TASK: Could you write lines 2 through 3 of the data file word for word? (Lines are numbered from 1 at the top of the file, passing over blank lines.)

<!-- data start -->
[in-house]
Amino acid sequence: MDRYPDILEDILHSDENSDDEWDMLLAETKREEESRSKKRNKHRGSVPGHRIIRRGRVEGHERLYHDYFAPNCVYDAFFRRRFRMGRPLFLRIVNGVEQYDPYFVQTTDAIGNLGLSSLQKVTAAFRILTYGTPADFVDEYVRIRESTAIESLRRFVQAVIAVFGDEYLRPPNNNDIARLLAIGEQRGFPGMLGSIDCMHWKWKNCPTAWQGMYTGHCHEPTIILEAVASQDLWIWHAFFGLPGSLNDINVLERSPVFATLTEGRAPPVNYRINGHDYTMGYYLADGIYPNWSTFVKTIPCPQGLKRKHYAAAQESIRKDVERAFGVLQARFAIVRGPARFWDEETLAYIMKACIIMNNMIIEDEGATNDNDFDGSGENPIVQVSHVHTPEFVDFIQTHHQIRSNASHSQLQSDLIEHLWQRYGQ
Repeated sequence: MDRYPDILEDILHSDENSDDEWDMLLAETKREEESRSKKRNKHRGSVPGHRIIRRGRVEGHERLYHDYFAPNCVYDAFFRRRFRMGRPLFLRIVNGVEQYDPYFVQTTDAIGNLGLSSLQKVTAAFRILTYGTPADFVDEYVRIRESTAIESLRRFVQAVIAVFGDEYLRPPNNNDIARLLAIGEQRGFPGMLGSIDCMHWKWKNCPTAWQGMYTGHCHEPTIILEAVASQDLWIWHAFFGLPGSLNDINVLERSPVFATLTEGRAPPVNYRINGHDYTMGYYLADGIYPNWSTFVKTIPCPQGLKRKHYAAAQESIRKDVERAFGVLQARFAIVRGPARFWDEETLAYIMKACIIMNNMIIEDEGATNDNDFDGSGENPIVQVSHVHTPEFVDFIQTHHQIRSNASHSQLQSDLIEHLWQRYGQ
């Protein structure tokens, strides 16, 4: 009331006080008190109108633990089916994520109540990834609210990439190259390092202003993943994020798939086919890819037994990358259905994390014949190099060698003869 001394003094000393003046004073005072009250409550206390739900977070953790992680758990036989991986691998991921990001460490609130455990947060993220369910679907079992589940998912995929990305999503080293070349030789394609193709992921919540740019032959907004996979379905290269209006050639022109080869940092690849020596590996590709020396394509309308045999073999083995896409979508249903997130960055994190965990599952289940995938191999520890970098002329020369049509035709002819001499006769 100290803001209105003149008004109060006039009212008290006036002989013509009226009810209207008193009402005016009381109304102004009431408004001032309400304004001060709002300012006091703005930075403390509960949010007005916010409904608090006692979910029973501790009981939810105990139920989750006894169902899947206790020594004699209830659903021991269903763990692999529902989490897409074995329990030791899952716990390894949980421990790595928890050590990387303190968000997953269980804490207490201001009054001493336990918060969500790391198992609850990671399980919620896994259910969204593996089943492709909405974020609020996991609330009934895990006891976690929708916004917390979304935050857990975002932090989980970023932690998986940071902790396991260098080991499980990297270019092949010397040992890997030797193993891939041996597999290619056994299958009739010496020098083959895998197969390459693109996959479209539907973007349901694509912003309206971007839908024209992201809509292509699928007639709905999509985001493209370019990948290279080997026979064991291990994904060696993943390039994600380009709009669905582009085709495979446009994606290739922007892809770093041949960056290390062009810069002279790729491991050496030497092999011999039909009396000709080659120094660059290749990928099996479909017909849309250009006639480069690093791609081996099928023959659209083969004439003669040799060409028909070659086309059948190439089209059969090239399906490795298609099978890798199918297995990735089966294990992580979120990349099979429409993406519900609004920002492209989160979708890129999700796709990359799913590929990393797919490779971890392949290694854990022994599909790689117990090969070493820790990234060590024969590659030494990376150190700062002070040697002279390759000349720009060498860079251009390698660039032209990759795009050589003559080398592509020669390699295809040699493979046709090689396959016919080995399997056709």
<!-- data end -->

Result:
Amino acid sequence: MDRYPDILEDILHSDENSDDEWDMLLAETKREEESRSKKRNKHRGSVPGHRIIRRGRVEGHERLYHDYFAPNCVYDAFFRRRFRMGRPLFLRIVNGVEQYDPYFVQTTDAIGNLGLSSLQKVTAAFRILTYGTPADFVDEYVRIRESTAIESLRRFVQAVIAVFGDEYLRPPNNNDIARLLAIGEQRGFPGMLGSIDCMHWKWKNCPTAWQGMYTGHCHEPTIILEAVASQDLWIWHAFFGLPGSLNDINVLERSPVFATLTEGRAPPVNYRINGHDYTMGYYLADGIYPNWSTFVKTIPCPQGLKRKHYAAAQESIRKDVERAFGVLQARFAIVRGPARFWDEETLAYIMKACIIMNNMIIEDEGATNDNDFDGSGENPIVQVSHVHTPEFVDFIQTHHQIRSNASHSQLQSDLIEHLWQRYGQ
Repeated sequence: MDRYPDILEDILHSDENSDDEWDMLLAETKREEESRSKKRNKHRGSVPGHRIIRRGRVEGHERLYHDYFAPNCVYDAFFRRRFRMGRPLFLRIVNGVEQYDPYFVQTTDAIGNLGLSSLQKVTAAFRILTYGTPADFVDEYVRIRESTAIESLRRFVQAVIAVFGDEYLRPPNNNDIARLLAIGEQRGFPGMLGSIDCMHWKWKNCPTAWQGMYTGHCHEPTIILEAVASQDLWIWHAFFGLPGSLNDINVLERSPVFATLTEGRAPPVNYRINGHDYTMGYYLADGIYPNWSTFVKTIPCPQGLKRKHYAAAQESIRKDVERAFGVLQARFAIVRGPARFWDEETLAYIMKACIIMNNMIIEDEGATNDNDFDGSGENPIVQVSHVHTPEFVDFIQTHHQIRSNASHSQLQSDLIEHLWQRYGQ